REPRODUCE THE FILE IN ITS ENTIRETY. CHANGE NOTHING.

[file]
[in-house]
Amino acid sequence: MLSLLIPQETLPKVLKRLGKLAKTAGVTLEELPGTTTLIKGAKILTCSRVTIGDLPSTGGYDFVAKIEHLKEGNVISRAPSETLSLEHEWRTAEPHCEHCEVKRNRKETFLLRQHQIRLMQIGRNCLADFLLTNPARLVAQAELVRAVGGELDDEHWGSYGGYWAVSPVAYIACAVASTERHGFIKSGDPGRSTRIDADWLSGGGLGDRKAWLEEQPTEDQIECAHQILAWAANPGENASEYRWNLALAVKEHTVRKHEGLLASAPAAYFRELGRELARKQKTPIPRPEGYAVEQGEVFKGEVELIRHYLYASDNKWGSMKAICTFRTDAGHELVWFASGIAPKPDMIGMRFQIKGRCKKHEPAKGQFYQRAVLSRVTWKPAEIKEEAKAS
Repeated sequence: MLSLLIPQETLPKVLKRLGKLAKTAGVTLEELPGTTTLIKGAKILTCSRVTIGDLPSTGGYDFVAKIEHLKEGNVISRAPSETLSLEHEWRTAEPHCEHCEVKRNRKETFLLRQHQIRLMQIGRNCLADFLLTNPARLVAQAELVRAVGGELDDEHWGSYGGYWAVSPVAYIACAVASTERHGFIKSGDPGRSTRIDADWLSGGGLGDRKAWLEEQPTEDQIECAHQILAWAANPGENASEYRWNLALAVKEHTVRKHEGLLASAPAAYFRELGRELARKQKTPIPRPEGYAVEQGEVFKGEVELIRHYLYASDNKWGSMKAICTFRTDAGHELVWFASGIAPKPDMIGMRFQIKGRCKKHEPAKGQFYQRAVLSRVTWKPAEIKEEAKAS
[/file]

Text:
[in-house]
Amino acid sequence: MLSLLIPQETLPKVLKRLGKLAKTAGVTLEELPGTTTLIKGAKILTCSRVTIGDLPSTGGYDFVAKIEHLKEGNVISRAPSETLSLEHEWRTAEPHCEHCEVKRNRKETFLLRQHQIRLMQIGRNCLADFLLTNPARLVAQAELVRAVGGELDDEHWGSYGGYWAVSPVAYIACAVASTERHGFIKSGDPGRSTRIDADWLSGGGLGDRKAWLEEQPTEDQIECAHQILAWAANPGENASEYRWNLALAVKEHTVRKHEGLLASAPAAYFRELGRELARKQKTPIPRPEGYAVEQGEVFKGEVELIRHYLYASDNKWGSMKAICTFRTDAGHELVWFASGIAPKPDMIGMRFQIKGRCKKHEPAKGQFYQRAVLSRVTWKPAEIKEEAKAS
Repeated sequence: MLSLLIPQETLPKVLKRLGKLAKTAGVTLEELPGTTTLIKGAKILTCSRVTIGDLPSTGGYDFVAKIEHLKEGNVISRAPSETLSLEHEWRTAEPHCEHCEVKRNRKETFLLRQHQIRLMQIGRNCLADFLLTNPARLVAQAELVRAVGGELDDEHWGSYGGYWAVSPVAYIACAVASTERHGFIKSGDPGRSTRIDADWLSGGGLGDRKAWLEEQPTEDQIECAHQILAWAANPGENASEYRWNLALAVKEHTVRKHEGLLASAPAAYFRELGRELARKQKTPIPRPEGYAVEQGEVFKGEVELIRHYLYASDNKWGSMKAICTFRTDAGHELVWFASGIAPKPDMIGMRFQIKGRCKKHEPAKGQFYQRAVLSRVTWKPAEIKEEAKAS